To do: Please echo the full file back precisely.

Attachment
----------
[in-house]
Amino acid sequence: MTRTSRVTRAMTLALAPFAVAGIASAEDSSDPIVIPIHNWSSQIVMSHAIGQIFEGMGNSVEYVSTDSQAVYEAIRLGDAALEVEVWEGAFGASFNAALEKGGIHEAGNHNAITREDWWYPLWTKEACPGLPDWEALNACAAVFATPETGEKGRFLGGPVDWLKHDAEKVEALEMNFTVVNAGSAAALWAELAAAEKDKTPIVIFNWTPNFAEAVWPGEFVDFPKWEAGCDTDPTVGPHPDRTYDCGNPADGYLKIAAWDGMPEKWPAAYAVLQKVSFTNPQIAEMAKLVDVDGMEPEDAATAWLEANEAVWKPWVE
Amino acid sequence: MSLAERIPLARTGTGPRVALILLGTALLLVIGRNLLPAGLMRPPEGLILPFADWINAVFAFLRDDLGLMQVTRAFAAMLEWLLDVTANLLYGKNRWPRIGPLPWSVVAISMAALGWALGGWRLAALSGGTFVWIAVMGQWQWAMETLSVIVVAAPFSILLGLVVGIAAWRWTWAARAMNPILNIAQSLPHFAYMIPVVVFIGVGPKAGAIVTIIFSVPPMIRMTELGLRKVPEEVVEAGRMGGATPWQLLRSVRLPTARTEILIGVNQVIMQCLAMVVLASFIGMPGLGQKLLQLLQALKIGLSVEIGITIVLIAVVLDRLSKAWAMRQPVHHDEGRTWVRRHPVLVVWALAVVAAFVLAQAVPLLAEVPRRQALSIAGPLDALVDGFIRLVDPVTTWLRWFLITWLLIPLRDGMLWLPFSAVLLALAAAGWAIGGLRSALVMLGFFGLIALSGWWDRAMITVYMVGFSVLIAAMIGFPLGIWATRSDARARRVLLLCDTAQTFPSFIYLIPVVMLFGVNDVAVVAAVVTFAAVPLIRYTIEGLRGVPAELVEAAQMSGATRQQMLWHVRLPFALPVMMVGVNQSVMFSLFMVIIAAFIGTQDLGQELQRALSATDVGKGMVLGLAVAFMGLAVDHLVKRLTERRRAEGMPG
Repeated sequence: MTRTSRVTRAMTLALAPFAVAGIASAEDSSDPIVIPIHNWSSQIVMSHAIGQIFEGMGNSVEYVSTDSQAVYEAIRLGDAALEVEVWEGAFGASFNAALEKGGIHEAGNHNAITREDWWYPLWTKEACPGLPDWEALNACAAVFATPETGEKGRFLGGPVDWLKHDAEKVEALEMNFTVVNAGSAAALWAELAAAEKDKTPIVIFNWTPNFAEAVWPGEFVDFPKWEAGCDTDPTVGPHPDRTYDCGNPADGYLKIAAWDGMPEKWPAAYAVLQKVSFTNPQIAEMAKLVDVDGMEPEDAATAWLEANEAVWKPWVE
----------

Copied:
[in-house]
Amino acid sequence: MTRTSRVTRAMTLALAPFAVAGIASAEDSSDPIVIPIHNWSSQIVMSHAIGQIFEGMGNSVEYVSTDSQAVYEAIRLGDAALEVEVWEGAFGASFNAALEKGGIHEAGNHNAITREDWWYPLWTKEACPGLPDWEALNACAAVFATPETGEKGRFLGGPVDWLKHDAEKVEALEMNFTVVNAGSAAALWAELAAAEKDKTPIVIFNWTPNFAEAVWPGEFVDFPKWEAGCDTDPTVGPHPDRTYDCGNPADGYLKIAAWDGMPEKWPAAYAVLQKVSFTNPQIAEMAKLVDVDGMEPEDAATAWLEANEAVWKPWVE
Amino acid sequence: MSLAERIPLARTGTGPRVALILLGTALLLVIGRNLLPAGLMRPPEGLILPFADWINAVFAFLRDDLGLMQVTRAFAAMLEWLLDVTANLLYGKNRWPRIGPLPWSVVAISMAALGWALGGWRLAALSGGTFVWIAVMGQWQWAMETLSVIVVAAPFSILLGLVVGIAAWRWTWAARAMNPILNIAQSLPHFAYMIPVVVFIGVGPKAGAIVTIIFSVPPMIRMTELGLRKVPEEVVEAGRMGGATPWQLLRSVRLPTARTEILIGVNQVIMQCLAMVVLASFIGMPGLGQKLLQLLQALKIGLSVEIGITIVLIAVVLDRLSKAWAMRQPVHHDEGRTWVRRHPVLVVWALAVVAAFVLAQAVPLLAEVPRRQALSIAGPLDALVDGFIRLVDPVTTWLRWFLITWLLIPLRDGMLWLPFSAVLLALAAAGWAIGGLRSALVMLGFFGLIALSGWWDRAMITVYMVGFSVLIAAMIGFPLGIWATRSDARARRVLLLCDTAQTFPSFIYLIPVVMLFGVNDVAVVAAVVTFAAVPLIRYTIEGLRGVPAELVEAAQMSGATRQQMLWHVRLPFALPVMMVGVNQSVMFSLFMVIIAAFIGTQDLGQELQRALSATDVGKGMVLGLAVAFMGLAVDHLVKRLTERRRAEGMPG
Repeated sequence: MTRTSRVTRAMTLALAPFAVAGIASAEDSSDPIVIPIHNWSSQIVMSHAIGQIFEGMGNSVEYVSTDSQAVYEAIRLGDAALEVEVWEGAFGASFNAALEKGGIHEAGNHNAITREDWWYPLWTKEACPGLPDWEALNACAAVFATPETGEKGRFLGGPVDWLKHDAEKVEALEMNFTVVNAGSAAALWAELAAAEKDKTPIVIFNWTPNFAEAVWPGEFVDFPKWEAGCDTDPTVGPHPDRTYDCGNPADGYLKIAAWDGMPEKWPAAYAVLQKVSFTNPQIAEMAKLVDVDGMEPEDAATAWLEANEAVWKPWVE